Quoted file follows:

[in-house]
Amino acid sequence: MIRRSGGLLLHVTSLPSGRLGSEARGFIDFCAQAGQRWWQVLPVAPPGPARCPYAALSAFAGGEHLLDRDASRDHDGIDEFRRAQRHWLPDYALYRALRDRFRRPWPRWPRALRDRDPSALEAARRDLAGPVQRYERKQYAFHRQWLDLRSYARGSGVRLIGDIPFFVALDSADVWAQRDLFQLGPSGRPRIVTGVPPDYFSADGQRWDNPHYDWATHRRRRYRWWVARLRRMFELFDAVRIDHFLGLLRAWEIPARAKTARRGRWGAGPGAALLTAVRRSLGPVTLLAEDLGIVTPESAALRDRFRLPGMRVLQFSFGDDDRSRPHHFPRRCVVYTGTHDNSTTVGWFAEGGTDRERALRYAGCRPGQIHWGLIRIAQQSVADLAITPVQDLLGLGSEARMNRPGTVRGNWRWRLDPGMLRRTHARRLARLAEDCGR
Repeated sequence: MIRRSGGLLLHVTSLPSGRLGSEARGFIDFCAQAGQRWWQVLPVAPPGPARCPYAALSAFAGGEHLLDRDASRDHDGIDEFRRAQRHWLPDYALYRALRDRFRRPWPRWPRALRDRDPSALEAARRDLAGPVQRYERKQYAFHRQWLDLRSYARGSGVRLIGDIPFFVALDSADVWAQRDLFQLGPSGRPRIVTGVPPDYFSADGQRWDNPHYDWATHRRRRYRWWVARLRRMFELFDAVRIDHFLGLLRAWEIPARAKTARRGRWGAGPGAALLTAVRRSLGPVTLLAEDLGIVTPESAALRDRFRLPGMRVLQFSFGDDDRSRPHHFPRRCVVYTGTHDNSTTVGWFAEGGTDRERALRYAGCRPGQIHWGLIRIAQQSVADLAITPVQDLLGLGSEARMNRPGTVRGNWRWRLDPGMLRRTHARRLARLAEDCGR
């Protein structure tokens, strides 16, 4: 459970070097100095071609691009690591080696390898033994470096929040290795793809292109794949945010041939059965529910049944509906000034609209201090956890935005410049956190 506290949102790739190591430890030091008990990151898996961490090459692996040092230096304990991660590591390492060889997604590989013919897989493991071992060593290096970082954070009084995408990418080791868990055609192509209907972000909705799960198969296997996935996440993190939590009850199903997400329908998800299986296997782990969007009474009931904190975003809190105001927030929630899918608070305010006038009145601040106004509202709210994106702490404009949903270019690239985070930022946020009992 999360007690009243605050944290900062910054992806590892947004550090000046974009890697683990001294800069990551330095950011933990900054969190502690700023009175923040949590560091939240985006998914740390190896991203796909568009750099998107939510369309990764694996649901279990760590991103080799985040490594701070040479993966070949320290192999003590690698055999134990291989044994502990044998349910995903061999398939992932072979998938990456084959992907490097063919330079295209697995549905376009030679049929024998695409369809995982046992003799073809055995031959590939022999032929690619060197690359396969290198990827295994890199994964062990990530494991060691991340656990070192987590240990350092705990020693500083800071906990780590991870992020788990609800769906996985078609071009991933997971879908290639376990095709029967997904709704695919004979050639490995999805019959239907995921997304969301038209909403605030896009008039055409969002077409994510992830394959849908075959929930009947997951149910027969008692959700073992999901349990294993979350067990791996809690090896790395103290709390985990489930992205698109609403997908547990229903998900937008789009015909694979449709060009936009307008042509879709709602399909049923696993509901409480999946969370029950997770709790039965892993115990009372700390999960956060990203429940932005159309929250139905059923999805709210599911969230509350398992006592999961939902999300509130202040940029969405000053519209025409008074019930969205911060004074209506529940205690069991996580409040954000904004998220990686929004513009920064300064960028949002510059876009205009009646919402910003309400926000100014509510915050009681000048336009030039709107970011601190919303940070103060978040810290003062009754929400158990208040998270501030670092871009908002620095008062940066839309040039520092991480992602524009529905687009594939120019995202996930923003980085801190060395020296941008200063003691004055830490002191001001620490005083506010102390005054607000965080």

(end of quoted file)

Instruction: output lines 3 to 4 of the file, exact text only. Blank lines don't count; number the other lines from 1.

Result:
Repeated sequence: MIRRSGGLLLHVTSLPSGRLGSEARGFIDFCAQAGQRWWQVLPVAPPGPARCPYAALSAFAGGEHLLDRDASRDHDGIDEFRRAQRHWLPDYALYRALRDRFRRPWPRWPRALRDRDPSALEAARRDLAGPVQRYERKQYAFHRQWLDLRSYARGSGVRLIGDIPFFVALDSADVWAQRDLFQLGPSGRPRIVTGVPPDYFSADGQRWDNPHYDWATHRRRRYRWWVARLRRMFELFDAVRIDHFLGLLRAWEIPARAKTARRGRWGAGPGAALLTAVRRSLGPVTLLAEDLGIVTPESAALRDRFRLPGMRVLQFSFGDDDRSRPHHFPRRCVVYTGTHDNSTTVGWFAEGGTDRERALRYAGCRPGQIHWGLIRIAQQSVADLAITPVQDLLGLGSEARMNRPGTVRGNWRWRLDPGMLRRTHARRLARLAEDCGR
């Protein structure tokens, strides 16, 4: 459970070097100095071609691009690591080696390898033994470096929040290795793809292109794949945010041939059965529910049944509906000034609209201090956890935005410049956190 506290949102790739190591430890030091008990990151898996961490090459692996040092230096304990991660590591390492060889997604590989013919897989493991071992060593290096970082954070009084995408990418080791868990055609192509209907972000909705799960198969296997996935996440993190939590009850199903997400329908998800299986296997782990969007009474009931904190975003809190105001927030929630899918608070305010006038009145601040106004509202709210994106702490404009949903270019690239985070930022946020009992 999360007690009243605050944290900062910054992806590892947004550090000046974009890697683990001294800069990551330095950011933990900054969190502690700023009175923040949590560091939240985006998914740390190896991203796909568009750099998107939510369309990764694996649901279990760590991103080799985040490594701070040479993966070949320290192999003590690698055999134990291989044994502990044998349910995903061999398939992932072979998938990456084959992907490097063919330079295209697995549905376009030679049929024998695409369809995982046992003799073809055995031959590939022999032929690619060197690359396969290198990827295994890199994964062990990530494991060691991340656990070192987590240990350092705990020693500083800071906990780590991870992020788990609800769906996985078609071009991933997971879908290639376990095709029967997904709704695919004979050639490995999805019959239907995921997304969301038209909403605030896009008039055409969002077409994510992830394959849908075959929930009947997951149910027969008692959700073992999901349990294993979350067990791996809690090896790395103290709390985990489930992205698109609403997908547990229903998900937008789009015909694979449709060009936009307008042509879709709602399909049923696993509901409480999946969370029950997770709790039965892993115990009372700390999960956060990203429940932005159309929250139905059923999805709210599911969230509350398992006592999961939902999300509130202040940029969405000053519209025409008074019930969205911060004074209506529940205690069991996580409040954000904004998220990686929004513009920064300064960028949002510059876009205009009646919402910003309400926000100014509510915050009681000048336009030039709107970011601190919303940070103060978040810290003062009754929400158990208040998270501030670092871009908002620095008062940066839309040039520092991480992602524009529905687009594939120019995202996930923003980085801190060395020296941008200063003691004055830490002191001001620490005083506010102390005054607000965080």